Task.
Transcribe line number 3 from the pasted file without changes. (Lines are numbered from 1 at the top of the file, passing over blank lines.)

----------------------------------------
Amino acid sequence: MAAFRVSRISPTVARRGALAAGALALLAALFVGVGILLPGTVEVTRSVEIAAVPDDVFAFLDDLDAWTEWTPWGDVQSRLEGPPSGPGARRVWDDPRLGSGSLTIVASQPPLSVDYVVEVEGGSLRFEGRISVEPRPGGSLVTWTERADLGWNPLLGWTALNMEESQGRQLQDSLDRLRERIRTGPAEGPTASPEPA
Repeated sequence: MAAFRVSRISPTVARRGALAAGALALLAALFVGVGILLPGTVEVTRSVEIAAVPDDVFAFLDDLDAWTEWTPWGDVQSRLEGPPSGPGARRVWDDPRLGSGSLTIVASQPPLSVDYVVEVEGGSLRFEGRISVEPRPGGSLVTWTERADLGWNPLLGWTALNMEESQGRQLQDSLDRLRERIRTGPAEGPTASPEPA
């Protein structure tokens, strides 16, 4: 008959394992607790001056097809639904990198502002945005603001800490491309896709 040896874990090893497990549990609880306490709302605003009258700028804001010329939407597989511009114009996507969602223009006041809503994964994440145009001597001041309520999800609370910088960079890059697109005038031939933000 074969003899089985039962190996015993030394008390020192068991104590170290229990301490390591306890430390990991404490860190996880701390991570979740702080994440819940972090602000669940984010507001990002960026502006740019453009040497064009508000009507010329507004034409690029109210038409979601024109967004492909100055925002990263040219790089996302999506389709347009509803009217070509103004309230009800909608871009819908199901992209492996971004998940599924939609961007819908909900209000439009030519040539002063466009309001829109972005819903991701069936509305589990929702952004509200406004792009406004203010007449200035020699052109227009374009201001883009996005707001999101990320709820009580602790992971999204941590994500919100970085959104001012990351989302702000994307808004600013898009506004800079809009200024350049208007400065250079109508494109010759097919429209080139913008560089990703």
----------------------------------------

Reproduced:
């Protein structure tokens, strides 16, 4: 008959394992607790001056097809639904990198502002945005603001800490491309896709 040896874990090893497990549990609880306490709302605003009258700028804001010329939407597989511009114009996507969602223009006041809503994964994440145009001597001041309520999800609370910088960079890059697109005038031939933000 074969003899089985039962190996015993030394008390020192068991104590170290229990301490390591306890430390990991404490860190996880701390991570979740702080994440819940972090602000669940984010507001990002960026502006740019453009040497064009508000009507010329507004034409690029109210038409979601024109967004492909100055925002990263040219790089996302999506389709347009509803009217070509103004309230009800909608871009819908199901992209492996971004998940599924939609961007819908909900209000439009030519040539002063466009309001829109972005819903991701069936509305589990929702952004509200406004792009406004203010007449200035020699052109227009374009201001883009996005707001999101990320709820009580602790992971999204941590994500919100970085959104001012990351989302702000994307808004600013898009506004800079809009200024350049208007400065250079109508494109010759097919429209080139913008560089990703």